5 Emotionally Intelligent Ways to Handle Change

How well do you handle change?  You’ve probably gotten a glimpse of the answer in the past few weeks, as COVID 19 and the governmental response to it have forced the U.S. workforce into unprecedented transitions, whether it is losing jobs, closing businesses, or simply working from home.

The way we handle change says a lot about our emotional intelligence (EQ). In general, resilience is a hallmark of EQ, and measuring our adaptability can show us how successful we can be when life throws us a curve ball.

Here are 5 things that emotionally intelligent people do when faced with something unexpected.

  1. Stop Complaining. Complaining never really helps a situation.  Implicit in a complaint is blame that someone didn’t do something correctly.  It is also indicative of an inability to handle the current reality.  Complaining provides a convenient excuse to justify not doing better, trying harder, or being more successful. Life happens.  Complaining just keeps you mired in the problem.   Emotionally intelligent people approach each new situation with a clear-eyed gaze that focuses on steps toward solutions.
  2. Practice Self-Care. When we get thrown for a loop, it’s easy to fall into self-destructive habits.  In twelve-step programs, recovering addicts understand that they are more likely to abuse a substance if they are HALT:  Hungry, Angry, Lonely, or Tired.  When our lifestyle takes a hit, as it has recently, it’s important to find healthy ways to support ourselves.  Now is the time to take great care of our bodies, whether it is regular exercise or luxurious bubble baths.  It’s important to practice self-care by finding supportive ways to relax, unwind, and take time to rest our busy minds.  Self-care can also mean taking up a hobby or new creative interest.  Emotional intelligence means understanding what makes us happy and what stresses us out, and then choosing happiness.
  3. Have Fun. This is similar to #2, but not exactly the same.  Having fun means, well, just what it says.  Fun is that state where we are carefree and almost giddy.  It is doing something that makes time stand still and puts us in a state of bliss. It can be a sporting activity or a creative project.  It can be alone or with other people.  It is always something that lifts our spirits, gives us a break from problems, and allows us to feel lighter and more joyful.  When faced with a change, take a break from figuring out what to do about it and go enjoy yourself!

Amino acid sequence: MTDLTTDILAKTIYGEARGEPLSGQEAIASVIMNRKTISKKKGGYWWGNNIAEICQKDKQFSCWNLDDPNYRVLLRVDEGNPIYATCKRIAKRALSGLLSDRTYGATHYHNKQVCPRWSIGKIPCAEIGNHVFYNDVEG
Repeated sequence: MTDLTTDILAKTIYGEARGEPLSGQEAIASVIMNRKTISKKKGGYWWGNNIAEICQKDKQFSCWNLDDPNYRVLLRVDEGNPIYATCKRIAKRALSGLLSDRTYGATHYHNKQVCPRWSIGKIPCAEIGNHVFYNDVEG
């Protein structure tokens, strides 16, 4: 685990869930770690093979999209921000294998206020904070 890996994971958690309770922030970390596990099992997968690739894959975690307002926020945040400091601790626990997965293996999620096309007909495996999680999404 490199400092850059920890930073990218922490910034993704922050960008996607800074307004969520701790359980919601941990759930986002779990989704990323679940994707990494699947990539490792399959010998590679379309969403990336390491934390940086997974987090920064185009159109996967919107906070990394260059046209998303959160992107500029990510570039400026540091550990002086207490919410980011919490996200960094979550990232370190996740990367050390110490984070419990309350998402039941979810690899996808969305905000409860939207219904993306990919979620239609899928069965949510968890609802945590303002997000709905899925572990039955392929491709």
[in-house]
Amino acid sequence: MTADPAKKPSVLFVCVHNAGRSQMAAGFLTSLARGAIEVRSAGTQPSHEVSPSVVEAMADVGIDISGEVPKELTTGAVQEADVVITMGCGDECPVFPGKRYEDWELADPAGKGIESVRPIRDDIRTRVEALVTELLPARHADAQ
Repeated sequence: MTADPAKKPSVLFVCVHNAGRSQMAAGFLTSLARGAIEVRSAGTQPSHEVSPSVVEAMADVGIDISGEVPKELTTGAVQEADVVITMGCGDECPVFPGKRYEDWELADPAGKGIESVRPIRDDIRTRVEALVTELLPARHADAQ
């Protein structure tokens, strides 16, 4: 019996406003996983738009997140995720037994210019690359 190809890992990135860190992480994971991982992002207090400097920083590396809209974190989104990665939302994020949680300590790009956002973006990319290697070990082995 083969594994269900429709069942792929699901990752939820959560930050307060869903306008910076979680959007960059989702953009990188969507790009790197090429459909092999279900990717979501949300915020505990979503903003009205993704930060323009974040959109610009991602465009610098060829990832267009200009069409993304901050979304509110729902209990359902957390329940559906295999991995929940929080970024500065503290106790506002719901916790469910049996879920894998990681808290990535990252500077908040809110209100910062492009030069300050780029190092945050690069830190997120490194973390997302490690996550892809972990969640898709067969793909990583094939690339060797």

4. Trust the Universe. There are two kinds of people—those who believe we live in a supportive universe, and those who don’t.  Emotionally intelligent people trust that things are working out for them.  They don’t waste time with worry or fear.  They believe that their ideas will find a resolution and have an inspired outcome.  If a major change comes about, high EQ people see it as an opportunity to achieve even more success and experience greater satisfaction.  They have a bedrock belief that that universe is always conspiring to support them.
  5. Stay Flexible. There’s a fine line between an effective system and a rut.  Changes beyond our control frequently shake up those systems and call for us to be more creative and flexible. It’s understandable to miss the way we always used to do things and bemoan the fact that our routine has changed.  We just don’t want to get stuck there.  That’s when we know we’re in a rut—when we can’t break out of the past to see the opportunities in front of us.  Emotionally intelligent people are flexible.  They take the best of what worked in the past and get creative with new ways of thinking to create new systems for the current situation.

In short, emotionally intelligent people see and handle change as an opportunity rather than an obstacle.  Watch your reactions to change and try to implement these five strategies so that you are more ready for whatever comes to you.

About the author

Dr. Judy Morley has been described as a “human potential specialist.” Her years of experience in different arenas varies from being an advertising executive to a college professor to an executive to an entrepreneur and franchise owner.  Each of these positions has given her great insight into helping people find their authentic style of leadership.